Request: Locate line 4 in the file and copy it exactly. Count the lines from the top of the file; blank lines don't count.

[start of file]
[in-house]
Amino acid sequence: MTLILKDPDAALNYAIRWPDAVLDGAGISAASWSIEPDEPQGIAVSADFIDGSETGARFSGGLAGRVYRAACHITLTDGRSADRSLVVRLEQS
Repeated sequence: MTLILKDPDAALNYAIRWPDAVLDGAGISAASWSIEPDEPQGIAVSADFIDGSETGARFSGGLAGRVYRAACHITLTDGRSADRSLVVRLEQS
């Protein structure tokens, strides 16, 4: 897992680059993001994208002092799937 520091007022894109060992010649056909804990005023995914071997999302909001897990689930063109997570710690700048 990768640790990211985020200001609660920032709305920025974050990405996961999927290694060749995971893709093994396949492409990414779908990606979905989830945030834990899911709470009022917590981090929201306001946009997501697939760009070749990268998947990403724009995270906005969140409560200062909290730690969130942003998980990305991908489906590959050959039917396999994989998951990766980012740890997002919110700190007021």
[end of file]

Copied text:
């Protein structure tokens, strides 16, 4: 897992680059993001994208002092799937 520091007022894109060992010649056909804990005023995914071997999302909001897990689930063109997570710690700048 990768640790990211985020200001609660920032709305920025974050990405996961999927290694060749995971893709093994396949492409990414779908990606979905989830945030834990899911709470009022917590981090929201306001946009997501697939760009070749990268998947990403724009995270906005969140409560200062909290730690969130942003998980990305991908489906590959050959039917396999994989998951990766980012740890997002919110700190007021």